Transformation of ADMSCs into osteoblasts and chondroblasts can increase bone and cartilage production.10 Additionally, ADMSCs can increase vascularization.9 Similarly, in this study, the number of osteoblasts increased significantly in all ADMSC groups. In order for to the ADMSCs to be activated and able to differentiate, they must be stimulated. They remain in a non-proliferative silent phase until they are activated by stimulatory signals initiated by remodeling forces or tissue damage, which prompts them to differentiate into the desired cell type for repair and remodeling.23 The effects of intra-articular injection of ADMSCs combined with low-intensity pulsed ultrasound on developing rats increased the growth of the mandibular condyle according to CBCT and histological analyses. This change was not significant when ADMSCs were applied alone.24 Therefore, in this study, ADMSCs were not administered alone, but rather in combination with a functional appliance, LLLT and GSE to achieve activation of ADMSCs.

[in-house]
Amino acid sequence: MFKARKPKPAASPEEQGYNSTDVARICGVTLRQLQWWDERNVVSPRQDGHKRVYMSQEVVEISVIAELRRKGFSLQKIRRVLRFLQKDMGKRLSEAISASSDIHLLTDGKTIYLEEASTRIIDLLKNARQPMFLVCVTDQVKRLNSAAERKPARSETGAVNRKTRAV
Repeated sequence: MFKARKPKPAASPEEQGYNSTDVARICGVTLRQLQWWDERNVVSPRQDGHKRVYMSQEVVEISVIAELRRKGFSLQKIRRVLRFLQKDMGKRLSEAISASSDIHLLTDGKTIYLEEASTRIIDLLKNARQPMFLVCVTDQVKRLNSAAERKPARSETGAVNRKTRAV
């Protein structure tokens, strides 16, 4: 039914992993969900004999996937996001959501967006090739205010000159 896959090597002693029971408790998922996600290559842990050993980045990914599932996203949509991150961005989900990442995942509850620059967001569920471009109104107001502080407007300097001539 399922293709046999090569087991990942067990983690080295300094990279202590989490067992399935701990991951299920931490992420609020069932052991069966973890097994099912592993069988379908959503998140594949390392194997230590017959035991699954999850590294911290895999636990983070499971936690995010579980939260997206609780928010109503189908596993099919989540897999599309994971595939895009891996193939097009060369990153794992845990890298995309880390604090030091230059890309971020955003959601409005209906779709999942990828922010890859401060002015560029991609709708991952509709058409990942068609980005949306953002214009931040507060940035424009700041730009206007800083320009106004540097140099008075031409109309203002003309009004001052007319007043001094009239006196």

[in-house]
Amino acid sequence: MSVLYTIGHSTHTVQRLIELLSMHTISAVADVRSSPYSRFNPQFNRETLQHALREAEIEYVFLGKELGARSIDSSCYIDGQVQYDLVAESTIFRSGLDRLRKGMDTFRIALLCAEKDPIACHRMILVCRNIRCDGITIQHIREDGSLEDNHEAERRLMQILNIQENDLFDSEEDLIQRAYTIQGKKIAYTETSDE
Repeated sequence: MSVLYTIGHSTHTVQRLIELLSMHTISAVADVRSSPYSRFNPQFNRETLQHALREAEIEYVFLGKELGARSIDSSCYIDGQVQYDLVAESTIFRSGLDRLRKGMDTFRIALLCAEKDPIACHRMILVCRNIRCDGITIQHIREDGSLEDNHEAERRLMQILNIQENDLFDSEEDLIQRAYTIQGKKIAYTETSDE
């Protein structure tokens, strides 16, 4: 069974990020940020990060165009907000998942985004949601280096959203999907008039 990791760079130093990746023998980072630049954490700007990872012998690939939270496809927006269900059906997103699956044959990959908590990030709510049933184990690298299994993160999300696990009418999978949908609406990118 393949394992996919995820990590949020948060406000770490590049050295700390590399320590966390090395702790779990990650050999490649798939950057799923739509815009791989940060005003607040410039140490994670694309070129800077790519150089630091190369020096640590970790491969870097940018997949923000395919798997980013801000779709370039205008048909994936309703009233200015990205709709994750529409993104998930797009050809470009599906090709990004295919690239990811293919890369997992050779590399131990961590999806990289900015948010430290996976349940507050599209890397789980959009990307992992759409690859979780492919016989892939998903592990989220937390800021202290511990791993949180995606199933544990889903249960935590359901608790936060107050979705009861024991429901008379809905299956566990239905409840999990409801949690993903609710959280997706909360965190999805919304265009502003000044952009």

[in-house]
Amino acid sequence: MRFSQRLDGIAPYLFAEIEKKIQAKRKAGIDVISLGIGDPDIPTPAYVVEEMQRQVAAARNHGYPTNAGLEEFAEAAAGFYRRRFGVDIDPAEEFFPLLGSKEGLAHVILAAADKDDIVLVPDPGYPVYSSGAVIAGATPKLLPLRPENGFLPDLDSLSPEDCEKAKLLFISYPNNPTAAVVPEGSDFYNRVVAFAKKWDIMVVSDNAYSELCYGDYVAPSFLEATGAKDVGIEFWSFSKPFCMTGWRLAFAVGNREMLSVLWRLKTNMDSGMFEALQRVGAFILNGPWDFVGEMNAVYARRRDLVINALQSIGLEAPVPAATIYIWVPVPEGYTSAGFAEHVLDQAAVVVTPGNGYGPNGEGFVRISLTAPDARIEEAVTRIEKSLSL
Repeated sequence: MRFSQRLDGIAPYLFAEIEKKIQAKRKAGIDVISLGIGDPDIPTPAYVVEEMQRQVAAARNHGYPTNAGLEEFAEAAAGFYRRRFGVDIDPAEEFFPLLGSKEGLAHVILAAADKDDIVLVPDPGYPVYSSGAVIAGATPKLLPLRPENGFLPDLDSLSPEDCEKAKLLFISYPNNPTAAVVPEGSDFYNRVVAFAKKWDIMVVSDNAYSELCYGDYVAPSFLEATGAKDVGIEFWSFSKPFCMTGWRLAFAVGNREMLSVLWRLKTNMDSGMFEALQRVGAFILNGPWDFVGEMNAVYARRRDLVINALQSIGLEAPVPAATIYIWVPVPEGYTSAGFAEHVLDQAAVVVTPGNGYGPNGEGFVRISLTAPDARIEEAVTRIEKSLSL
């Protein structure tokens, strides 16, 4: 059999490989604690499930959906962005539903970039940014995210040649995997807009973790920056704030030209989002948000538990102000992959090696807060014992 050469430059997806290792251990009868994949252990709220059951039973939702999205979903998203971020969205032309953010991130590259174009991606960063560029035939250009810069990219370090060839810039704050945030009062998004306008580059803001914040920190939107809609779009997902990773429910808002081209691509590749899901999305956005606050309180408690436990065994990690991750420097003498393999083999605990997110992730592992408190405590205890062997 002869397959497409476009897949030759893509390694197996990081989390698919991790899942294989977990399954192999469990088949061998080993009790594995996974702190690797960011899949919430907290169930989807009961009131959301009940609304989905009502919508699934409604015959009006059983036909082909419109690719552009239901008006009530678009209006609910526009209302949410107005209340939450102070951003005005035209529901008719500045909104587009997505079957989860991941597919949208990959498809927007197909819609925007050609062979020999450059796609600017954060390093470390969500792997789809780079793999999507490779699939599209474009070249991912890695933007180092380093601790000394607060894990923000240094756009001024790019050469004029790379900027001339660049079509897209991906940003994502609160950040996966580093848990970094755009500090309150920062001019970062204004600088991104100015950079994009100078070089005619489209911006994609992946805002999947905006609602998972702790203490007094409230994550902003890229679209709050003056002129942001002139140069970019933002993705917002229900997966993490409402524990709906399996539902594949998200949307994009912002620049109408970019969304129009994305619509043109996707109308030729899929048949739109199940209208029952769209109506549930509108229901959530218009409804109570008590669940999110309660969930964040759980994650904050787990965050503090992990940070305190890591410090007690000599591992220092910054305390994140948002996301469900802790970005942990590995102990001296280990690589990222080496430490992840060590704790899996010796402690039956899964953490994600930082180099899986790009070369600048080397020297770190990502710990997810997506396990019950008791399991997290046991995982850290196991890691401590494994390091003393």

Current studies indicate that LLLT increased osteoblast differentiation and cellular proliferation, as well as collagen deposition,25 leading to new bone formation.5,12 Based on these findings, LLLT is expected to increase bone and cartilage formation, promoting faster and more permanent remodeling of bone during orthodontic treatment.26 Therefore, different protocols for LLLT application have been reported in the literature. The safe dose range for LLLT applications is known as 6-10 J/cm2 .27 In this study, an 8 J/cm2 protocol was selected as it fell within the middle of the safe dose range reported in the literature.4,8 However, in this study, the increase in four parameters using LLLT and appliance, was not statistically significant. This may be attributed to differences in doses and methods used between studies, as well as the short duration, terminating the experiment at an early stage of bone formation. Nevertheless, the addition of LLLT to the ADMSCs-GSE combination managed to increase VEGF and Type-II collagen levels.